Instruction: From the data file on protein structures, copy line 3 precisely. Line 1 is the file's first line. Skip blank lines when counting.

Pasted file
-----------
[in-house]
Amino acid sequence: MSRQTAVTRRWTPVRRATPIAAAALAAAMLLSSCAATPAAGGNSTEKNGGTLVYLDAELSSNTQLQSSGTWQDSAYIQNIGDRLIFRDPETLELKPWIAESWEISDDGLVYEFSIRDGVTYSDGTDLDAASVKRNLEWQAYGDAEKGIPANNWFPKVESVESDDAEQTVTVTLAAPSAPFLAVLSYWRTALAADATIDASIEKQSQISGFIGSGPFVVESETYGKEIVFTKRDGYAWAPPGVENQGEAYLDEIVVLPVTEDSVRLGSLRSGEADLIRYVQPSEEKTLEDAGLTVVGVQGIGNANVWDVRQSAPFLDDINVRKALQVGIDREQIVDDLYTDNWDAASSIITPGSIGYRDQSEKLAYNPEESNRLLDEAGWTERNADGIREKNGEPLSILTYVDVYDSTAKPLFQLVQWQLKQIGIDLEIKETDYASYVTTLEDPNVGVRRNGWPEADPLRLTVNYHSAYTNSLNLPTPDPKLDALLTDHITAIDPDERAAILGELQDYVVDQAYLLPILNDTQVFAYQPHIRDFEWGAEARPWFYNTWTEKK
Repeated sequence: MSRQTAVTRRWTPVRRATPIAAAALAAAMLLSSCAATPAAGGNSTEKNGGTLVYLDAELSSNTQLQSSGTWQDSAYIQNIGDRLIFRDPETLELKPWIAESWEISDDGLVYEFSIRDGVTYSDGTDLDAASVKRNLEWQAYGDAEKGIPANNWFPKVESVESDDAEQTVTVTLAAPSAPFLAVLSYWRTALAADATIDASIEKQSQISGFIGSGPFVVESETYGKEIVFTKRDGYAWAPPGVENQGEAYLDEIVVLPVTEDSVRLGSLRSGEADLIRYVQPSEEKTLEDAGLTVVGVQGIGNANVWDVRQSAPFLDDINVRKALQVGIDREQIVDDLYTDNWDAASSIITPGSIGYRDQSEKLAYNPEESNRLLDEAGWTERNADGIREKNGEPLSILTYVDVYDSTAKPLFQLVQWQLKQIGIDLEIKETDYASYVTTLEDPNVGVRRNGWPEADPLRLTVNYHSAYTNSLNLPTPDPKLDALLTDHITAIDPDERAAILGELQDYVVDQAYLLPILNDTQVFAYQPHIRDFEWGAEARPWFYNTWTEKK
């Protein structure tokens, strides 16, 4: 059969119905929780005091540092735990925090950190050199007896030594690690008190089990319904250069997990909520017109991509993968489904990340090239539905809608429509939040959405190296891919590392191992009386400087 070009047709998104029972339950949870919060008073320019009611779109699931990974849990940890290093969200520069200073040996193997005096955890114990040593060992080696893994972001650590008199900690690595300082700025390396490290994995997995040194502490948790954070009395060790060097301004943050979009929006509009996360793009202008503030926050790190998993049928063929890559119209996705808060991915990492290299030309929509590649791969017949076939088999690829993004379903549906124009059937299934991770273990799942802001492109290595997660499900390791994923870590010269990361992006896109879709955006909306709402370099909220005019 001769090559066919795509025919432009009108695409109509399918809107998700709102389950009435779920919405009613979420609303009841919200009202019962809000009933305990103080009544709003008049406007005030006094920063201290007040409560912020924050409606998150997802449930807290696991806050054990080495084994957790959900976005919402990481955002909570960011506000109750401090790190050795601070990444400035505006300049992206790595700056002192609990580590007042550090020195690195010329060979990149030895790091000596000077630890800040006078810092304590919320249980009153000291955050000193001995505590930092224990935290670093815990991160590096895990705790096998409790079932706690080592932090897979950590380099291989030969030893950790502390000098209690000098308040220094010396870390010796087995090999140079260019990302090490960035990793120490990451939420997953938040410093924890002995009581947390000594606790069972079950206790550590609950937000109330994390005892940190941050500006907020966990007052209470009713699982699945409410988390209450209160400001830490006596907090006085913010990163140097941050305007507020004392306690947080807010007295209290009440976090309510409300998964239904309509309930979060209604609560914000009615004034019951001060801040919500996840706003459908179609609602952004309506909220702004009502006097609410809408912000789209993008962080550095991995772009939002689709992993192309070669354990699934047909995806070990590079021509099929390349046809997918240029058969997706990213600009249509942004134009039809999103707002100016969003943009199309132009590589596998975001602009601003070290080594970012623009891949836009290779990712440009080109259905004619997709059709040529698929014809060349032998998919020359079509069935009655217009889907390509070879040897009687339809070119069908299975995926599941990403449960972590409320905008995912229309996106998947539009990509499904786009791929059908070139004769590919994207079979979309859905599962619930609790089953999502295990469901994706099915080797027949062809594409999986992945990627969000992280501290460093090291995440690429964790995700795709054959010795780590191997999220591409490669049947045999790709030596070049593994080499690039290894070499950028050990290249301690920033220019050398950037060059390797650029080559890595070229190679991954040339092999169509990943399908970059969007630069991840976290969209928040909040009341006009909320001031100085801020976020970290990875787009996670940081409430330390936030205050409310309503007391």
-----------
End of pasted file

Repeated sequence: MSRQTAVTRRWTPVRRATPIAAAALAAAMLLSSCAATPAAGGNSTEKNGGTLVYLDAELSSNTQLQSSGTWQDSAYIQNIGDRLIFRDPETLELKPWIAESWEISDDGLVYEFSIRDGVTYSDGTDLDAASVKRNLEWQAYGDAEKGIPANNWFPKVESVESDDAEQTVTVTLAAPSAPFLAVLSYWRTALAADATIDASIEKQSQISGFIGSGPFVVESETYGKEIVFTKRDGYAWAPPGVENQGEAYLDEIVVLPVTEDSVRLGSLRSGEADLIRYVQPSEEKTLEDAGLTVVGVQGIGNANVWDVRQSAPFLDDINVRKALQVGIDREQIVDDLYTDNWDAASSIITPGSIGYRDQSEKLAYNPEESNRLLDEAGWTERNADGIREKNGEPLSILTYVDVYDSTAKPLFQLVQWQLKQIGIDLEIKETDYASYVTTLEDPNVGVRRNGWPEADPLRLTVNYHSAYTNSLNLPTPDPKLDALLTDHITAIDPDERAAILGELQDYVVDQAYLLPILNDTQVFAYQPHIRDFEWGAEARPWFYNTWTEKK